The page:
On Friday I said I doubted I would PR at this race because I hadn't seen any 7:xx paces on anything longer than 600m since marathon training started. I was sort of okay with that, knowing it's all for a good cause (running a marathon, yo!) but it's kind of a bummer to get up at 5:30am to race when you know you're not going to PR.
This was one of my two tune-up races for NYCM. In Advanced Marathoning, Pete Pfitzinger describes the two race strategies one could have before a tune-up race:
- Train through it and treat it as an all-out effort done while fatigued. "This provides an excellent training stimulus as well as a mental challenge that will help steel you for the marathon." But he cautions that "Racing while tired...brings the danger of believing that your finishing time...represent your current fitness level" (p 29).
- Treat it as a fitness benchmark: Do a mini-taper and then spend a few days recovering.
Well, I definitely wasn't tapering for this thing, so I chose the first one. I figured I'd just do my best and suck it up if it got hard.
There was an awful accident on the highway so I didn't arrive at the race until thirty minutes after the start. The Midtown people were also hosting a half marathon and a 5k and I hoped they might let me cross the start line anyway, since I was still bound to finish before most of the half marathoners. Fortunately, a friendly race official said yes, and I was off!
The course was an out-and-back that starts in an ugly parking lot but quickly turns on to a bike path after the first mile. I sailed downhill, feeling kind of fearful about having to climb it on the way back. It doesn't look that steep on the elevation map, but this was a killer hill.
The humidity was 100% but it wasn't raining, and the path was slick. My clothes were already soaked from the air. It was gross, but I was just glad I didn't miss the race completely. The problem with starting so late was that I was completely alone -- people were coming "back" on the out-and-back, but no one was still going "out."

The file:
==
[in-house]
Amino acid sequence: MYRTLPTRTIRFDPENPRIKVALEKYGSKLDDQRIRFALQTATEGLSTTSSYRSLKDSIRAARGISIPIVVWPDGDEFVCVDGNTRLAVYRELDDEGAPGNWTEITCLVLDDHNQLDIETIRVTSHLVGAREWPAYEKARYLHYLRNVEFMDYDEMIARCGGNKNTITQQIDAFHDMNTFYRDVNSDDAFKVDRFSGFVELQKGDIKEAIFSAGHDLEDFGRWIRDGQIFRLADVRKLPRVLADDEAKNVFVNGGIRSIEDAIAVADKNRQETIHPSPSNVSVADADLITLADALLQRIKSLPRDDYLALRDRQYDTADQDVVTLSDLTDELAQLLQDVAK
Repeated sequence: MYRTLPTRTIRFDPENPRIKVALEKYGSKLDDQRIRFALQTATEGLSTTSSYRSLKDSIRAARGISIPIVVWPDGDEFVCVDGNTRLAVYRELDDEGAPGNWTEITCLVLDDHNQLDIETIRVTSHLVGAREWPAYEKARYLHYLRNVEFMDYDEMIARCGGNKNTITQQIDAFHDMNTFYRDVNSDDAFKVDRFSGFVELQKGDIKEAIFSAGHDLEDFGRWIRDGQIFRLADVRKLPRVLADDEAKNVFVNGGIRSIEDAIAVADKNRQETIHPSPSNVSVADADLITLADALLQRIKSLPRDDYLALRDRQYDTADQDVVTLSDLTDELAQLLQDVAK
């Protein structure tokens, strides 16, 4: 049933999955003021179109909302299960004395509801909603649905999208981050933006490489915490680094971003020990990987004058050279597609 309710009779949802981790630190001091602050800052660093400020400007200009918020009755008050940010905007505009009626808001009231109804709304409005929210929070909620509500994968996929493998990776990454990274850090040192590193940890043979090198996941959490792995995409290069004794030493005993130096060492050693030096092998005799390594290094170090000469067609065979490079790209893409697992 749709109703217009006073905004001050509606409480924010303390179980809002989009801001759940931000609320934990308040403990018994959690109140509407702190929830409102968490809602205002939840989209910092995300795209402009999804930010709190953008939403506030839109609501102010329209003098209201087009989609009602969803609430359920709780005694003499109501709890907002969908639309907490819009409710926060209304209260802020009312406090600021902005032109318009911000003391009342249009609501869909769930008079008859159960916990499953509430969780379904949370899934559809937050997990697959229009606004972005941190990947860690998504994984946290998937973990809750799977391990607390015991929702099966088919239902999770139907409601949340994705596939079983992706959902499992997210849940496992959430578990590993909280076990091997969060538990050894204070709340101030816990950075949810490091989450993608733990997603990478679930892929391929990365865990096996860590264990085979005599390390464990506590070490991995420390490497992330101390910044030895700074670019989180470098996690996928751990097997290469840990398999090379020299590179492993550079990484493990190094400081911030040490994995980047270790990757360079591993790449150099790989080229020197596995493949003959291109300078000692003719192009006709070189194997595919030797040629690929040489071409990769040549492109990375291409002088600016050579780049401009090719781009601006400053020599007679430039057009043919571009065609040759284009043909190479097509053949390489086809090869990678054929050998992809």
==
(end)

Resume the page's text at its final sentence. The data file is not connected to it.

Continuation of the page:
I was wearing my Garmin but chose not to look at it at all. In my mind, I thought I'd gone down the hill in about 7:40, and was holding a low-8 pace on the greenway. Once I hit the turnaround, some of the fast half marathoners began to catch up with me. At first it was exciting (rabbits, finally!), but I quickly realized I couldn't keep up with them. Being passed a dozen times in the last three miles of a 10k kind of sucked.
I ran without music and data, so I was just hanging out, trying to stay mentally tough and be consistent.
After it was over, I realized I was running stronger than I thought:
I guess if I had glanced at my Garmin even once I would have seen I was on track for a PR and maybe I could have pushed to get one? But honestly, I suffered up that hill and I'm not sure any amount of motivation could have made me move faster.
My 49:11 official time was 1 minute, 12 seconds off from my PR and good enough for an age group win (?!) and 4th overall woman! I've never won anything in my AG before, so that was so fun. My prize was $10!
I woke up that morning thinking racing on tired, training-fatigued legs would be a drag, but Pfitzinger was right -- this race made me really start to believe in my training. I can't wait to see how I feel after three more weeks of training and three weeks of tapering.